FIRST DAY OF SCHOOL; OR, WHY DIVORCE BLOWS, REASON #57

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This morning, like a million other parents, I waved my children off to school after snapping a few “first day” pics for posterity.  The difference is that I wasn’t at my home when I did it.  I didn’t tuck them in last night or make them breakfast this morning. I wasn’t there to make sure my daughter brushed her hair, or that my son had everything in his backpack. The best I could do was to deliver an outfit yesterday evening, call around bedtime, and drive over this morning for the getting-on-the-bus ceremony.

UGH.  It kills me.

My ex-husband and I share joint custody of our children, which, I mostly believe is the best thing for them.  They love me, they love him, and they love the new people in both of our lives.  But, I know (because they tell me) that they wish their mom and dad were still together, and it’s on days like today that I think we all feel that more acutely.

This morning, it was strange to hear, “Mom, I’m so happy you could make it” from my little girl. I mean, of course I’m going to be there!  It’s that type of thing that stops me dead in my tracks and makes me wonder, “How did it all turn out like this?” But truly, if I were to write about everything that went wrong- all the mistakes that were made on both sides- we’d be here until the beginning of school, next year.

The thing I figured out today, though, is that divorce, like most things, is easier to deal with during the summer.  The potential for painful moments like the one this morning is limited by the carefree-ness (totally not a word) of the season.  Divorce crops up mostly surrounding mundane issues like, ‘why do I have to pay for the tab at the pool snack bar alone?’  The kids are less stressed, we are less stressed, and things seem to be as close to “normal” as they can be.

But, the start of school, with all of its attendant forms, aggravates our family condition, a bit.  Even in an unhappy marriage, I was able to convince myself that we were immune from filling out the “custodial parent/other parent’s address” blanks.  Turns out, we weren’t.

Aside from the questions on the school forms, there are the questions we ask ourselves: will we both stay on top of long-term homework assignments?  Will we both go to every parent/teacher conference?  Will consequences for shoddy grades or bad behavior be consistent in both of our homes?  Will bedtimes be the same at each place?  Who is going to pick up a sick child if the school calls?  How will we handle snow days?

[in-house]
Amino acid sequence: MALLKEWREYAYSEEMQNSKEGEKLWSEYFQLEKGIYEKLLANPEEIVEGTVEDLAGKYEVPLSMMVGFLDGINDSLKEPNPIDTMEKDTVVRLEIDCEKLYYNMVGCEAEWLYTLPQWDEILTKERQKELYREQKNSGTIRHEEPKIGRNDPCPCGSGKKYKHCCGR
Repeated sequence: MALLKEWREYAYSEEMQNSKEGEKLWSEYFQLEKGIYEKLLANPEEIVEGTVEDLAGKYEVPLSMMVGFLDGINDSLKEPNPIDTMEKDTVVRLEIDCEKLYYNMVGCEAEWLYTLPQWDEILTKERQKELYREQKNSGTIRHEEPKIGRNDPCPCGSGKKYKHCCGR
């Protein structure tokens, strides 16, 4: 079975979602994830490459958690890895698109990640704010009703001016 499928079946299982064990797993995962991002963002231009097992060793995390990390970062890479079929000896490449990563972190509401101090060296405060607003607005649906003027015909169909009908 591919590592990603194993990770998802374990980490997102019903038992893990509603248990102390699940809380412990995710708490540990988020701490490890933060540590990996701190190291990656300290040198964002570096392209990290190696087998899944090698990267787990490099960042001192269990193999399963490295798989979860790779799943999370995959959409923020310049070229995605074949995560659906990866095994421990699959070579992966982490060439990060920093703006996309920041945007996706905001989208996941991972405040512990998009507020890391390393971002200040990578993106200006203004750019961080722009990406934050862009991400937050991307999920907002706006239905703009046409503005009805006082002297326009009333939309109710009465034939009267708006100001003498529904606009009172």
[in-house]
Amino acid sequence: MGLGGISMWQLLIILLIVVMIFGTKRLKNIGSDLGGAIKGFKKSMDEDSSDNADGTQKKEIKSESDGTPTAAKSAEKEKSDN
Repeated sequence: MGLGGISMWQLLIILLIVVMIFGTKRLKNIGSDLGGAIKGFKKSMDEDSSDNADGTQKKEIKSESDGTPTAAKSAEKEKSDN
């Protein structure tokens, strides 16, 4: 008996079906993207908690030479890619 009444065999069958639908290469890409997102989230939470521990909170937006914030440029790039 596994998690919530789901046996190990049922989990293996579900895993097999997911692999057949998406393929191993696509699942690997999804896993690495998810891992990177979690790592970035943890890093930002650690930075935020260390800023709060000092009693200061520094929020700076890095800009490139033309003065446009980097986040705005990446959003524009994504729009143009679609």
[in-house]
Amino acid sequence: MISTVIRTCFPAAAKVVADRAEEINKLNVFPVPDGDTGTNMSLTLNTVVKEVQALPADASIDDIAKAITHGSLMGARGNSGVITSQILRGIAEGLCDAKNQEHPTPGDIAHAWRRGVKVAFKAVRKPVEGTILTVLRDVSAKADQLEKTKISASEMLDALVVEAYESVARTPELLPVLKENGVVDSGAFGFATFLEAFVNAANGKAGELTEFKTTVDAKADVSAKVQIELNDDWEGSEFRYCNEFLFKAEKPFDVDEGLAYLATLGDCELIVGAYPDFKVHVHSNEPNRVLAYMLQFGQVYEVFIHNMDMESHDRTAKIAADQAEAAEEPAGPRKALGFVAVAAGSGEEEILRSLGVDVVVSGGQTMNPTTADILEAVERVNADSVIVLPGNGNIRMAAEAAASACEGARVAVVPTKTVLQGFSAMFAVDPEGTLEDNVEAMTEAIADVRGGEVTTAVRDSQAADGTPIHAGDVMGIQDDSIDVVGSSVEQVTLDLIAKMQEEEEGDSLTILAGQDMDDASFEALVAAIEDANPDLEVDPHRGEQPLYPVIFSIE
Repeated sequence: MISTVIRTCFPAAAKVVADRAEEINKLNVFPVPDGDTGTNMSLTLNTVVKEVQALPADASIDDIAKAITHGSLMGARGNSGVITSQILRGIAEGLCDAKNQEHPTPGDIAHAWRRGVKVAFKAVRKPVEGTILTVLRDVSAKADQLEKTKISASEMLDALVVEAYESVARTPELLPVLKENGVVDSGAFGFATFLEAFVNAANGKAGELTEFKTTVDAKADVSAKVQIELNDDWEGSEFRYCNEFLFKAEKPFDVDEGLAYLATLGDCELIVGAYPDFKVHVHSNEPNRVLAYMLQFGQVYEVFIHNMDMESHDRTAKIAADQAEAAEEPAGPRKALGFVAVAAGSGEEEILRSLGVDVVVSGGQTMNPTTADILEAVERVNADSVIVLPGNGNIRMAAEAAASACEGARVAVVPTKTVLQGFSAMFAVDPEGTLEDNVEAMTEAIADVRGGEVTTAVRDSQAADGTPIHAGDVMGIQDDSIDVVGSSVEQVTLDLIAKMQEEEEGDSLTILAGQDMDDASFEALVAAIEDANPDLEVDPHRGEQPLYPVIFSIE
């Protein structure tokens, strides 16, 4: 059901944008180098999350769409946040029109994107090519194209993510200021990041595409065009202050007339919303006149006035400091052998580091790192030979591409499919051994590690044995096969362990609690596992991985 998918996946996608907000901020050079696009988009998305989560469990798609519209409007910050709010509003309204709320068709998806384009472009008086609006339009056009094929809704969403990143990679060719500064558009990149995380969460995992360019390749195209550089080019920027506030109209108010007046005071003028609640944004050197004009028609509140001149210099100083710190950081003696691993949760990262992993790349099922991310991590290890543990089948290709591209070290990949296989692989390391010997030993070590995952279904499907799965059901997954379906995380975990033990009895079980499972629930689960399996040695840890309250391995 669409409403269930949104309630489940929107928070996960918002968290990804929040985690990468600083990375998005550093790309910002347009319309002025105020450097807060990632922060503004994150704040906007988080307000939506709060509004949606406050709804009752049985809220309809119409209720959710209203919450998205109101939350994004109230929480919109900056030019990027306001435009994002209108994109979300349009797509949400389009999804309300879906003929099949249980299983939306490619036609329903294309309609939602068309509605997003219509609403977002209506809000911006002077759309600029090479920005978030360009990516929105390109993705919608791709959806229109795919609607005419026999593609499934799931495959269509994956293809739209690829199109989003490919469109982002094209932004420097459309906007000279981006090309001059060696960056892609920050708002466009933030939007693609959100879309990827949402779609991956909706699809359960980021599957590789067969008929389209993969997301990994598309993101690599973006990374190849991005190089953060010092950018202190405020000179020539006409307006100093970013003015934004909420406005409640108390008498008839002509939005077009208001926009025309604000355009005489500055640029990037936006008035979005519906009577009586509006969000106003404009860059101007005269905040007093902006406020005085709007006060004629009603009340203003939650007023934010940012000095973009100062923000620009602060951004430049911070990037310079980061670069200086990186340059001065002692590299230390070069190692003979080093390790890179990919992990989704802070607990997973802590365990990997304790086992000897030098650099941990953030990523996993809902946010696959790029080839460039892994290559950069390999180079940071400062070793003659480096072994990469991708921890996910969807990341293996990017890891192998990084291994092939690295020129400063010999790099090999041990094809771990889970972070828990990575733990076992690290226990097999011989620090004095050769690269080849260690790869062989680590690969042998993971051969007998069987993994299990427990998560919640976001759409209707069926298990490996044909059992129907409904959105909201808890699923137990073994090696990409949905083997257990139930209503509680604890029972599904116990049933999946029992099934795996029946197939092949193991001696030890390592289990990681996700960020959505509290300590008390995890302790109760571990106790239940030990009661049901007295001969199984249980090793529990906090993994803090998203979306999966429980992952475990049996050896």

I know many intact families struggle with these same issues, but (hopefully) they are often working together in the spirit of cooperation.  In our case, that’s something we aspire to, but haven’t quite mastered.

In any case, it’s really not even that stuff that makes the school year so hard when it comes to being recently divorced.  It’s remembering the good times that we had as a family and the wishing for what could have been, that are the real killers.  There was a time, not so long ago, when I would have had the day to clean up around the house; greet the kids as they got off the school bus; and prepare a dinner that we would all eat together, while we heard about each other’s day.  There was a time, not so long ago, when their father and I would have sat happily together at the spelling bee/math field day/Christmas program and marveled at our crazy, but intelligent and adorable children.  That those times are gone- or radically changed- are what makes me so sad.

BUT, lest I bum you all out with my maudlin rambling, there is good news to be had!  The kids now have more people to love them through poor test scores, spats with classmates, and- God help me!- puberty.  They maybe know a little bit more about resilience than they would have otherwise.  Now, they have access to two different parental perspectives and neither perspective has to be the right one.  Oh, and they have a giant dog.  (Okay, that last thing is a bit of a dig, since my ex wouldn’t give the go-ahead for a puppy.  Sorry about that!)

Hopefully, one day, the pain of divorce will be more of an occasional ache than a chronic one and our new, blended families will fill up an entire row at the spelling bee/math field say/Christmas program!

 

(This post was originally published in the Charleston Daily Mail’s Mommyhood blog.)

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